Today, Asians are the fastest-growing ethnic group in the United States, making up 7 percent of the US population, or 22 million people. Arriving to pursue higher education or job opportunities or to escape wars and turmoil, Asians will continue moving to the US, and demographers project the community will grow to 46 million by 2060.

This trajectory means US churches and Christians will more likely encounter neighbors who are Buddhist or from a Buddhist-influenced culture, as the religion significantly influences more than a billion people worldwide. Around 500 million people practice Buddhism, most of whom live on the Asian continent. China has the largest number of Buddhists (with about 245 million adherents), while seven countries ...

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Rick Warren: The Great Commission’s ‘Go and Teach’ Applies to Women

The former pastor of ex-SBC Saddleback shares why his views on women changed.

Last week, Russell Moore interviewed the recently retired pastor Rick Warren—author of The Purpose Driven Life—on his show.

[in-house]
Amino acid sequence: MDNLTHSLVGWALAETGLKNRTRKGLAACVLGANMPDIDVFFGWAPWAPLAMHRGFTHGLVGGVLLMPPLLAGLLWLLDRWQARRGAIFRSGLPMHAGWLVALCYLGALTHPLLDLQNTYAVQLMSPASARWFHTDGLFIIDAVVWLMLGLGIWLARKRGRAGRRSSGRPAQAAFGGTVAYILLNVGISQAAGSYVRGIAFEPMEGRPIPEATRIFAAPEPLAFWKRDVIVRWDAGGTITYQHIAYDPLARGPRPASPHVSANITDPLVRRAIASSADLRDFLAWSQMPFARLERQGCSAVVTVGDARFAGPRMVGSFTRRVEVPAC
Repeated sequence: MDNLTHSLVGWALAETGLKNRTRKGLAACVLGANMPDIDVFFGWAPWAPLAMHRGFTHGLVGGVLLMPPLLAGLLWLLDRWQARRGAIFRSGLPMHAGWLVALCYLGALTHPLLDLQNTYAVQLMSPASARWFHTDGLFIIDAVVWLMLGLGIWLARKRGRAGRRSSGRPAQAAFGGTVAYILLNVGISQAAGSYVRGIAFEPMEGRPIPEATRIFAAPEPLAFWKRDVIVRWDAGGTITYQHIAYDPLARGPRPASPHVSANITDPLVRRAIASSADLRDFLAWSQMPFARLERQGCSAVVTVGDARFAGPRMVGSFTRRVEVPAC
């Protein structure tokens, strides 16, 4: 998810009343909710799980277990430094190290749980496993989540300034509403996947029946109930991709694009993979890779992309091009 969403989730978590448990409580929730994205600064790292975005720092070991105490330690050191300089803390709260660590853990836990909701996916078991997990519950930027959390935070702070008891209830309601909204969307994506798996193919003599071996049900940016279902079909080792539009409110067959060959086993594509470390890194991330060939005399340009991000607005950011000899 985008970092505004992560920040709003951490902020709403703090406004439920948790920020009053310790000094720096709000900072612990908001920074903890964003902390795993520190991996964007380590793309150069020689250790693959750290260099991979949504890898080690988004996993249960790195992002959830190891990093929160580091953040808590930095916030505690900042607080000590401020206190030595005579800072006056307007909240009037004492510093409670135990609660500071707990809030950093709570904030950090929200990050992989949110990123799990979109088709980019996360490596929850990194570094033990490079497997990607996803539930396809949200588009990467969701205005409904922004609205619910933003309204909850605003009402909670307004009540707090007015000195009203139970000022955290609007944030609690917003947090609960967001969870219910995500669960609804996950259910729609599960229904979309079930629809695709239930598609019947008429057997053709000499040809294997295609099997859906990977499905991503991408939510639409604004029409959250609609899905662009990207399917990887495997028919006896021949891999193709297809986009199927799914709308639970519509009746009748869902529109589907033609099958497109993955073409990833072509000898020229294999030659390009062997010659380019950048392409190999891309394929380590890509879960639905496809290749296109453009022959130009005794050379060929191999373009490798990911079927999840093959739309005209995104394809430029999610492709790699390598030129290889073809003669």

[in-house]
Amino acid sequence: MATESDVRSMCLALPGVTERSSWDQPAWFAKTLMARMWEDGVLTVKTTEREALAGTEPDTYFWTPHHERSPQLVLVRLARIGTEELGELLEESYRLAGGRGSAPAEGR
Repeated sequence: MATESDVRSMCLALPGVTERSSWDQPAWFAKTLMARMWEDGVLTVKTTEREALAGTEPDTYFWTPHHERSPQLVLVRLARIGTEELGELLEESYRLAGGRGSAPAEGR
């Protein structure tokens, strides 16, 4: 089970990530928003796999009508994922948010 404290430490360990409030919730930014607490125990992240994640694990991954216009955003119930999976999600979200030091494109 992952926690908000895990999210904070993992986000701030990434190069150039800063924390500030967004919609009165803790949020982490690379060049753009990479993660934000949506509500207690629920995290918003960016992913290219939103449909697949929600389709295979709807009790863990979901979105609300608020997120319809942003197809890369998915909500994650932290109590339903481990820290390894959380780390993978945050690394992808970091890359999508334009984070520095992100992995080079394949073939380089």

They discussed his pastoral transition and plans for the future, as well as the disfellowshipping of Saddleback Church from the Southern Baptist Convention (SBC) for hiring a female teaching pastor on its staff.

As the planter and former pastor of the well-known congregation, Warren shared how his views on women in church leadership changed when he re-examined certain scriptures like the Great Commission.

The following excerpt is adapted from the original audio, which can be listened to here.

Rick: I’m ready here to join in the former Southern Baptist support group with Beth Moore, with Russell Moore, and a few others. This last week I got kicked out. It’s not a surprise to me actually. I started Saddleback Church 43 years ago—I am a fourth-generation Southern Baptist, and my grandfather Chester Armstrong was related to Annie Armstrong …

My great-great-grandfather was led to Christ by Charles Spurgeon and sent to America to plant churches in the 1860s. So, I have a long Baptist background. But you know what? We’ve done so many things not by the book. [Back] in 1980 when I started the church, we didn’t put Baptist in the name—now that was unheard of 40 years ago. … It’s a different Convention than it was when we’re missing those great statesmen that used to be here….